Love the interview. I am so intrigued by native American stories and love North Carolina (I was born in Durham).Thanks for the overview and information on what makes you tick as a writer. Wonderful job, Susan, as always.

Bobbye Terry

Joe Prentis said...


I loved reading the interview. As a frequent visitor to the Smokey Mountains, I like the history and folklore of the area. Books that touch on history in any manner will always hold my interest.

Anonymous said...

Aw, Christy, thanks but I still think you may be just a tiny bit biased where my writing is concerned!

As you know, Whistling Woman is taking up most of my writing time right now--can you believe we're so close to finishing? Yay!--but I think my New Year's resolution for next year has to be to finish some of the many WIPs I have and do something with them. I'm running out of room on my computer!

Thanks for dropping by. I always love hearing from you!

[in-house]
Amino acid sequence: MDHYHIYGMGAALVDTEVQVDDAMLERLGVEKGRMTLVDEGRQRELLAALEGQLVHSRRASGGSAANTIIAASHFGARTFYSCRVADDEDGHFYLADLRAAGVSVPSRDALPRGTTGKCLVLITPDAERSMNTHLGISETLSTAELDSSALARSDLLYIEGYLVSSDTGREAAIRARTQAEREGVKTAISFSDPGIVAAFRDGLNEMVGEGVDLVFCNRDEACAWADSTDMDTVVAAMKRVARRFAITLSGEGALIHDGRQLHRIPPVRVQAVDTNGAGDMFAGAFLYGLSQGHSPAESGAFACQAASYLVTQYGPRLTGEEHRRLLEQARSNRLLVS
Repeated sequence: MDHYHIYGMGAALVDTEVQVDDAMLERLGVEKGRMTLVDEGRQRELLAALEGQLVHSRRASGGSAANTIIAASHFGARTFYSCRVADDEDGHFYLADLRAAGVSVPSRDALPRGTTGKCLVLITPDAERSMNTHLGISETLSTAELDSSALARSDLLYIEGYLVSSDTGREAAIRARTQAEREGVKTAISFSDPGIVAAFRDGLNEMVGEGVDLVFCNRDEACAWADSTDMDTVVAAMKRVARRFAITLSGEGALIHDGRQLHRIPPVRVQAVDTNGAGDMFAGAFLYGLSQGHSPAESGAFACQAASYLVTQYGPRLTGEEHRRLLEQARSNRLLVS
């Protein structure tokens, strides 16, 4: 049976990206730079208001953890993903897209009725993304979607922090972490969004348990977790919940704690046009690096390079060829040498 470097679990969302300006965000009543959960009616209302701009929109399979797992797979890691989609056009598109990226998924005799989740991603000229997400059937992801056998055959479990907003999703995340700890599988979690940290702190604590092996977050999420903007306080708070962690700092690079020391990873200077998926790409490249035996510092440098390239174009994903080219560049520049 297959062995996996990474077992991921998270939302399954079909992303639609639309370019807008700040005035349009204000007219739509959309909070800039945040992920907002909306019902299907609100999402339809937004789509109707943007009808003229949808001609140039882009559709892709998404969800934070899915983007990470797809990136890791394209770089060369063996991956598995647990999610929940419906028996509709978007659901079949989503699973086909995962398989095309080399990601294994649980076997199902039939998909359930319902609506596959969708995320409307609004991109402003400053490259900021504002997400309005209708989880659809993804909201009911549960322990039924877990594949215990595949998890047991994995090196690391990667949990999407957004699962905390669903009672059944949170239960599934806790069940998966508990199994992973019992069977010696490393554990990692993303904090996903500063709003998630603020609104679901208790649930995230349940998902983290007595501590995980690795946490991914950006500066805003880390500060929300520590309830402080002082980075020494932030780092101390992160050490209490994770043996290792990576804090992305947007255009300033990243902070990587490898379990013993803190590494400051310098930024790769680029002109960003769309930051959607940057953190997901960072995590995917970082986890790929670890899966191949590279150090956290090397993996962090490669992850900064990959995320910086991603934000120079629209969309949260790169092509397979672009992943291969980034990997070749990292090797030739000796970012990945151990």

Caitlyn (Gik)

Anonymous said...

Hi Betty,

Susan asks the best questions, doesn't she?

Oh, those Cherokee legends, so many of them and so fascinating! And when you throw in all the different versions, a little confusing--but still interesting and fun.

Thanks for commenting!


Anonymous said...

Thanks Jacqueline! Yep, Christy's my sister and I can't tell you how thankful I am to have her in my life. She's the best!

Thanks for dropping by!


Anonymous said...

Hi Bobbye. Ah, another fan of the Native American legends.

My husband and I used to live near Durham when we were first married and he was in the Air Force. Completely different landscape on that side of the state but there are many lovely cities and towns over there. I love the Raleigh/Durham area and Chapel Hill is one of my favorites!

Thanks for commenting!


Anonymous said...

Hi Joe,

NC is an interesting state. It seems almost every town you drive through has a sign that says "Welcome to Historic..." One of my favorite things to do when I have a few spare minutes is to research a town's history, especially how the citizens came up with some of the fascinating names!

Thanks for dropping by!


Denise Verrico said...

Nice interview Caitlyn. I love shapeshifter stories. The Native American element is interesting. I love all kinds of mythologies in paranormal stories.

Pauline B Jones said...

wow, fun interview! thanks for sharing!

Arlee Bird said...

The mountain areas of western NC and East TN provide such a rich backdrop for storytelling. Sounds like you have an interesting book here, Caitlyn. Thanks, Susan, for this fine interview.

Tossing It Out